Parti Time Shortlist

Instagram Competition Shortlist Announced

25th March 2021

In February, we launched our Parti Sketch Competition, where we invited students, architects and designers to post a parti diagram of a project, favourite building, or their own space, on Instagram with a short caption.

We received many amazing entries and were impressed by the variety of submissions – each entry was unique and revealed an insight into the individual designer’s thought process. It reinforced to us the significance of diagrams at all stages of the design process – as tools for analysis, design development and communication.

We were inspired by the range of media submitted (drawings, paintings, models, videos), which forced us to question our own presuppositions about the nature of the parti. As a result, we will be challenging ourselves to think, draw and create in different ways during the design process!

Thank you to everyone who entered the competition – we hope you enjoyed the process of delving into the parti as much as we enjoyed seeing your diagrams!

Shortlisted Entries


Solid-Void by Sara Madbouli

solid void parti diagram
“This is a parti section diagram for an old uni project looking to rethink space and ‘typical floorplates’. The idea was to introduce more open space for collaboration. The building was all about virus research incidentally!”(@saramadbouli)


Le Cor-moo-sier by Fiona Hunt

Resurrecting this gem for an entry into the @bibostudioltd #itspartitimecompetition… The time I drew a parti diagram of the gallery space I was designing, only to discover I was designing a cow. (Discalaimer: eye, tail and udders not part of original gallery design!) It’s also a great summary of the heavy in situ concrete and contrasting lightweight timber spaces if you look beyond the comedy value! P.s. We named him Le Cor-moo-sier 🙄 (@fiona_hunt2)


Growing Dalston by Nylda Hamchaoui

This concept represents a gradual transition in both activity and space as I allocate the various levels of greenery within the site proposal for a mixed-use scheme with an irregular but intentional form. (@thearchitecturalexperiment)


A Typical Day in Our (Lockdown) Life by Shona Sivamohan

The diagram captures a typical day in our (lockdown) life, confined within the four walls of our living room. It maps the routes of my partner and I as we move through the space in our everyday routine, adapting the space as we switch between live and work. (


“Deconstructing Walls” by Francesca Naddafi

A facility for the homeless: These parti diagrams explore the sensitivity of the idea of ‘too much outside’ and ‘not enough inside’, breaking down social barriers through deconstructing the physical barrier of the wall. Through an integrated process, the scheme acknowledges the ‘growing’ process as a tool for social interaction and a means of facilitating the homeless man’s re-entry into society. (@frvncescan)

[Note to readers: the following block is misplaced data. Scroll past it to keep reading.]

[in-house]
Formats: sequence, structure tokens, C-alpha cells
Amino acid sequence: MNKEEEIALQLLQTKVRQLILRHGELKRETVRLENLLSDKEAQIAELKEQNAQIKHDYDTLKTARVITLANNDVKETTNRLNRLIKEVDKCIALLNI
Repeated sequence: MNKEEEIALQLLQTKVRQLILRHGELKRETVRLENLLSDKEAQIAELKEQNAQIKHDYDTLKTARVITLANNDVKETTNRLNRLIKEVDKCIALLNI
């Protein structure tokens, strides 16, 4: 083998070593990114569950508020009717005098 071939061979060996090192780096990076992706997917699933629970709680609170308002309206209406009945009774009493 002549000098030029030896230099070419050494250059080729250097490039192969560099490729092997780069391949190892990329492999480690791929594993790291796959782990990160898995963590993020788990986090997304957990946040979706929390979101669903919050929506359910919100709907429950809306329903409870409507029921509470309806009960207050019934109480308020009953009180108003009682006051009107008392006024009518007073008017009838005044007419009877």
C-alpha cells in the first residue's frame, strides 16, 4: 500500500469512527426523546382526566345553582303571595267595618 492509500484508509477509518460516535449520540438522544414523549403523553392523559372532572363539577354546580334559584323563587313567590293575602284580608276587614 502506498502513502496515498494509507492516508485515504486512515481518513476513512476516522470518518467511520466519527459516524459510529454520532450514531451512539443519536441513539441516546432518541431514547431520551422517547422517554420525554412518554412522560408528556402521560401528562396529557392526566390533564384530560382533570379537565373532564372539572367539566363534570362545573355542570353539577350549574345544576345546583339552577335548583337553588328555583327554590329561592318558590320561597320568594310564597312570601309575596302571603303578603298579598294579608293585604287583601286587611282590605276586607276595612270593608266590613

“Open Air Grotto Theatre” by Michaela Li

I’m currently working on an open air grotto theatre for my final masters project. Inspired by the semi-autobiographical novel The White Goddess by Simon Gough, the theatre is placed on the island of Mallorca where Simon’s great uncle, the poet Robert Graves resided. The forms were taken from geometries found in a painting called Fond Marin II by Joan Miro, who was a good friend of Graves, and make use of Mallorca’s incredible topography and geology. Very much a work in progress! (@michaela_li_arch)


“Fan Building” by Cecilia Ferrari


Two of the many things that southern Europe (Italy in particular) has to offer are porches (for when it rains) and balconies (perfect for the growing of geraniums and hanging your undies to dry 👙). So I’ve been thinking loads about how to create a space which encompasses both, whilst minimizing overshadowing in the already dark and often dreadful winters of northern Europe (sigh). Here is the process leading up to the last image for the @bibostudioltd parti-time competition: a parti diagram of a ‘fan building’, where long balconies are stacked and the plans recessed moving upwards to create sheltered terraces that let daylight into the interiors. Vertical circulation plays a key role in the concept, as it allows the plan to remain open and flexible for the many interactions that the little black dots in the first image have 👩‍❤‍👩 Thank you @bibostudioltd for reminding me that diagrams are fun 💖 (


“Truss-cillation” by Kaspar ter Glane

The brief for this student project is to design a studio in the dune landscape of Terschelling. Because it is a protected landscape, the structure needs to be lightweight and potentially demountable. Additionally the client wants something that is expressive and evocative of the site. I think the key elements of the design therefore are the trusses. And this is the key design idea for them. (@kasparit0)

We will be announcing the winner on our instagram page (@bibostudioltd) on Monday 29th March. Thank you again to all entrants!

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